Commissioner for Trademarks David Gooder oversees initiatives as filings soar since COVID-19
If anyone knows how to adjust to dramatic change in a hurry, it’s David Gooder.
One month after his Feb. 5, 2020, appointment as USPTO commissioner for trademarks, concerns about the COVID-19 pandemic and the safety of employees forced the USPTO to shutdown its campus in Alexandria, Virginia.
Many American businesses and agencies floundered. 2020 was essentially a lost year for them. Many did not survive.
But December 2020 was one of the trademark office’s strongest filing months on record. As the pandemic persisted through early 2021, April was another healthy month—which required the Office to continue its aggressive campaign to address filing backlogs that started in late 2020. “At first, filings were declining, but since last summer the growth in filings has been unprecedented,” said Gooder.
As of June 4 this year, the office’s fiscal year-to-date application class filing levels were up 52 percent.
“Our takeaway is that companies continued to innovate even during the pandemic, and trademarks became even more valuable as much of the economy moved online,” Gooder said.
To encourage that innovation—particularly with respect to COVID-19-related goods and services, as well as responding to the increasing number of applications—the USPTO took these actions:
- On June 15, 2020, the USPTO announced the COVID-19 Prioritized Examination Program for certain trademark and service mark applications so that important COVID-19-related trademark applications could be expedited out of turn and immediately assigned for examination.
- This April, the USPTO hired 47 new examining attorneys to help address its pendency concerns.
- In early Spring, the office launched a new webpage that provides current processing wait times. This information allows attorneys to provide appropriate expectations regarding processing times to their clients. Another goal is to bolster trademark support staffing.
- The Office of Liaison and Petitions recently hired five new attorney advisors and two new paralegals.
- Workloads have been reorganized among staff, and Information Technology (IT) solutions and process improvements have been implemented. These include translating foreign language marks before assigning applications to examining attorneys, in addition to developing bots to automate some administrative tasks.
When asked which categories have recently seen the most application activity, Gooder had a surprise.
“The one anecdotal thing we learned as a result of the pandemic is that we Americans love our pets,” he said. “We have seen the most growth in this field over all other categories.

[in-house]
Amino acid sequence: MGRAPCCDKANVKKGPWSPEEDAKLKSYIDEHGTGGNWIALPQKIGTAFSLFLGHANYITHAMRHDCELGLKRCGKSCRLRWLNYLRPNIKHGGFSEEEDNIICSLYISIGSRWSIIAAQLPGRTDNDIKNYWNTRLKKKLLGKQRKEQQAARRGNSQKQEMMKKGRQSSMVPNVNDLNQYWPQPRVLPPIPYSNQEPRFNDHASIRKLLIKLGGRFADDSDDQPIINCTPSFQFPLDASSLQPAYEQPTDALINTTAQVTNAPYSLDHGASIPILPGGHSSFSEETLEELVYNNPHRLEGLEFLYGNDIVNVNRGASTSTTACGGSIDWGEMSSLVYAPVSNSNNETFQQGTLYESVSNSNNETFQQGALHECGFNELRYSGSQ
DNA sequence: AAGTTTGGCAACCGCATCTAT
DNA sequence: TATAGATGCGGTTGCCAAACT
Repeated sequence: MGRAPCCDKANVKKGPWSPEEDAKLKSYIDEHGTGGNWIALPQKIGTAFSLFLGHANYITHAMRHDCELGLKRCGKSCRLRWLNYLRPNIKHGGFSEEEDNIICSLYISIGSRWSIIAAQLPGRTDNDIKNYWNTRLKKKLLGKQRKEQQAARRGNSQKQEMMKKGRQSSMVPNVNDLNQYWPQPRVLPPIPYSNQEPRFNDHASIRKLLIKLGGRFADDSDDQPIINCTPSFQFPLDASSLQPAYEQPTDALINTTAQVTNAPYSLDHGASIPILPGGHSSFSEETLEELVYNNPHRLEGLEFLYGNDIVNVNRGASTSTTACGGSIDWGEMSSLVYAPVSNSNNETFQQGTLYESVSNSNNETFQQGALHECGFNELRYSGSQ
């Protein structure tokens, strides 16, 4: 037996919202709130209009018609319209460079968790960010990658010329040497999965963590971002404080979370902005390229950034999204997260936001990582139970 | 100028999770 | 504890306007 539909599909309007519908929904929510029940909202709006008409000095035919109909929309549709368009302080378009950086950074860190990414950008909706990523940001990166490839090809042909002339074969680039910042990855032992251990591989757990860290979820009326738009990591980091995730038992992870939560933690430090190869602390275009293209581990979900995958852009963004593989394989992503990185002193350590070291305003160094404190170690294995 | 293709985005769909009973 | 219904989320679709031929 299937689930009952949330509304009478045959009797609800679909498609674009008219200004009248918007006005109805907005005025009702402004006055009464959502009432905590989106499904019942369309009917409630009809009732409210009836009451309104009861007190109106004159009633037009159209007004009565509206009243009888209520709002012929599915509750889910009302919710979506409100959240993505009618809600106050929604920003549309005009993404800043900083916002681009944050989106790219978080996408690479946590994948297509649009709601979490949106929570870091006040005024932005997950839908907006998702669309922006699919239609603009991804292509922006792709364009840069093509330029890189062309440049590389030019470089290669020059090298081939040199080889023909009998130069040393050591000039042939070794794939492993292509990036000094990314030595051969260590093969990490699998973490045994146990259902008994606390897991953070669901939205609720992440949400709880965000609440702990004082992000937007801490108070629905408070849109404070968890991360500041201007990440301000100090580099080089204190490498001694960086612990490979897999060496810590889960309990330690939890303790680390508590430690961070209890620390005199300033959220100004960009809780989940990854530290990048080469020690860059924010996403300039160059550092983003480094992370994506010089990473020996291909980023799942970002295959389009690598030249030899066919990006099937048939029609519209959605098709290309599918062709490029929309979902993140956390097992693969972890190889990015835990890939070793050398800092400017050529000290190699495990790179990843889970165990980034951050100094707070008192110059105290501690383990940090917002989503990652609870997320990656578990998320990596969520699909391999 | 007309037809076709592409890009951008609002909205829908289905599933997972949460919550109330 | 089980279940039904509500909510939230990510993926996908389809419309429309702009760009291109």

“As we know, many families brought new pets into their lives over the past year and a half, and folks working from home spent significantly more time with their four-legged friends as a result of the pandemic. So we have surmised that entrepreneurs, manufacturers, and retailers noticed this trend, and an uptick of trademark applications in this category soon followed.”
He said the second-biggest growth category has been electronic goods. “This makes sense, as so many workers and businesses were forced to transition to telework and online retail environments. This required consumers to acquire goods that would support them being as efficient as possible in this virtual environment.”
Gooder said that with total filings increasing, so did fraudulent filings and others that violated USPTO rules. Register protection became even more important.
His office looks forward to the implementation of the Trademark Modernization Act (TMA) by the end of the calendar year. “The TMA was designed to provide trademark owners better means of getting rid of deadwood that blocks their own entry onto the register, and to allow owners to clear trademarks more quickly,” he said.
In particular, the TMA will provide the USPTO and stakeholders with new non-use cancellation mechanisms before the director, rather than the Trademark Trial and Appeal Board (TTAB), as well as a new claim for cancellation before the TTAB for a mark that has never been used in commerce.
“The TMA will also allow us to increase examination efficiency once we are able to implement flexible response periods to office actions by the middle of 2022. Also, we are dialing up our investigations and sanction process to fight inaccurate or improper-use claims, the unauthorized practice of law, and fraud and abuse in the filing of applications—which all diminish the trust we have in our register.”
The Special Task Force on Improper Activities (STF)—a relatively new but integral part of register protection initiatives—is tasked with investigating and developing strategies to address suspicious activities and scams.
“This has already had a number of successes,” Gooder said. “In May alone, our Special Task Force stopped bad actors in China and Vietnam from continuing to file applications.”
The trademark office is working more closely than ever with the Department of Commerce inspector general, the Department of Justice, the Postal Service inspector general, and the Federal Trade Commission. It is also using IT to spot patterns and trends, which includes continuing to study the effectiveness of Artificial Intelligence technology to address issues surrounding fraud.
“We will not stop until we explore and investigate every tool at our disposal to guard the register from bad actors,” Gooder said.